- Minority Business Development Agency (MBDA)
Provides an on-line system that allows minority business firms to register the company with the MBDA ’s database to access contract opportunities and other resources.
General Services Administration (GSA)
As the government's chief acquisitions agency, GSA spends billions of dollars annually on products and services offered to all federal agencies.
Business with GSA
Covers government procedures, marketing strategies, and bidding procedures for contracts. Also lists important contacts, such as the 11 GSA regional centers and technical advisors for small businesses.
of Small Business Utilization
Through outreach activities in regional offices, promotes increased access to GSA's nationwide procurement opportunities for small, minority, veteran, HUBZone, and women business owners.
Online and onsite courses for vendors and small business, for federal employees, and for state and local government officials.
- Contact offices in your state or region
- Speak with a procurement specialist or contracting officer about federal government buying procedures.
- Ask questions about application procedures, technical requirements, and marketing suggestions.
- Attend procurement programs, which provide opportunities for business people to meet directly with government officials and to learn from other companies involved in federal contracting.
Business Development Centers
Located in every state, these centers advise and train businesses in financial matters, including certification procedures for small and minority businesses. They are an excellent first stop for any business, especially those with little or no previous experience in dealing with federal procurement.
- Minority Business Development Agency
MBDA Network regional enterprise centers provide resources for minority-owned firms.
Technical Assistance Centers (PTAC)
Although the main focus is providing technical assistance on selling to the military, the centers cover marketing to all government agencies through counseling, training, and procurement programs.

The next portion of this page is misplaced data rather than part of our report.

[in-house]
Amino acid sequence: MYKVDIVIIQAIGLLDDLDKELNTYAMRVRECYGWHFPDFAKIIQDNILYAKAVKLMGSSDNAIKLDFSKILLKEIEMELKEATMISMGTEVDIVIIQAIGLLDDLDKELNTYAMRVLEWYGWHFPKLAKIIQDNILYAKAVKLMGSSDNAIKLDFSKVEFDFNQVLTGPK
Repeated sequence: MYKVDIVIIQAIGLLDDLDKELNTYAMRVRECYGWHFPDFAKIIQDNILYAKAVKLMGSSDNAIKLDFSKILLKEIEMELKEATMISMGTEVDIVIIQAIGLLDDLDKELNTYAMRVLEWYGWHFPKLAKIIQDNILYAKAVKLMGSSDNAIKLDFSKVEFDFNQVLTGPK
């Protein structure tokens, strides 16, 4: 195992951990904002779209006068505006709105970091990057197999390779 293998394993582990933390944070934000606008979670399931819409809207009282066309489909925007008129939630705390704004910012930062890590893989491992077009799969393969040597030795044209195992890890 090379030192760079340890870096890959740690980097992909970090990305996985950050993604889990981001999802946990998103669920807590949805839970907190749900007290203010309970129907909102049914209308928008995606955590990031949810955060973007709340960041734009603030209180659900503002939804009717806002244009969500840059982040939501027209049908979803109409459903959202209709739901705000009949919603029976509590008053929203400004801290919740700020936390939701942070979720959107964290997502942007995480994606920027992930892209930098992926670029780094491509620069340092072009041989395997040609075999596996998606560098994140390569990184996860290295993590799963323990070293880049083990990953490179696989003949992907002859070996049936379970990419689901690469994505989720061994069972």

The contracting officers are familiar with the procurement needs of the federal facilities located in their region.
Registration is required to compete for federal government procurement and contracts.
- Obtain a Data Universal Numbering System (DUNS) number, a unique 9-digit identification number.
- Register with System for Awards Management (SAM).
Review Small Business Certification and Audiences. If your business is classified as a small or disadvantaged business, this certification may lead to more business opportunities.
Additional statistical codes, required for many government forms:
- North American Industrial Classification Code (NAICS) identifies products or services for more than 1,000 industries.
- Federal Supply Classification (FSC) are codes used to classify products and services purchased by the military and many civilian agencies.
Federal Business Opportunities
(Federal Business Opportunities)
Single point of entry for announcements of federal contract opportunities over $25,000, both civilian and military. Serves both federal agencies as buyers and businesses as vendors.
For continuing business, apply to be a GSA Schedule contractor. Under the GSA Schedules Program, also referred to as Multiple Award Schedules (MAS) and Federal Supply Schedules (FSS), GSA establishes long-term government-wide contracts with commercial firms. The GSA application and approval process "to get on the Schedule" may take considerable time but may be worth it for future business with government agencies.
Application and approval process "to get on the Schedule" can take considerable time but may be worth it for future business with government agencies.
Includes Training for Vendors, such as Need Help Getting on Schedule?
A federal contract may be so large that a single company might have difficulty in providing the products or services required to meet the terms of the contract. A prime contractor may need to use subcontractors to complete contractual obligations.
Identify subcontract opportunities by reviewing the postings of prime contractors.
Identify prime contractors through a listing of contractors, with addresses and phone numbers, by state.
- Subcontracting Directory (GSA)
GSA contrators with subcontracting plans and goals. Companies are listed within each of the eleven GSA regions. For each, gives products and services offered, and the small business contact within the company.
Selling to the Military and DOD
Specialized Information on Selling to the Military
Many of the DOD contract announcements and registration requirements for businesses have been incorporated into FedBizOpps (Federal Business Opportunities), with registration at System for Awards Management (SAM). However, there are often special requirements for selling to the military. The vast majority of DOD contracts are awarded by DOD field organizations, or specific mission-oriented agencies within an organization.
of Small Business Programs (OSBP)
DOD provides information, publications, and programs to assist small, disadvantaged, or minority businesses to compete for DOD contracts, including Guide to Marketing to DoD.
Provides links to government websites with information for small businesses wanting to sell to the military. Also there is a link to the listings of local Procurement Technical Assistance Centers, which provide information and counseling to business wanting to sell to the government.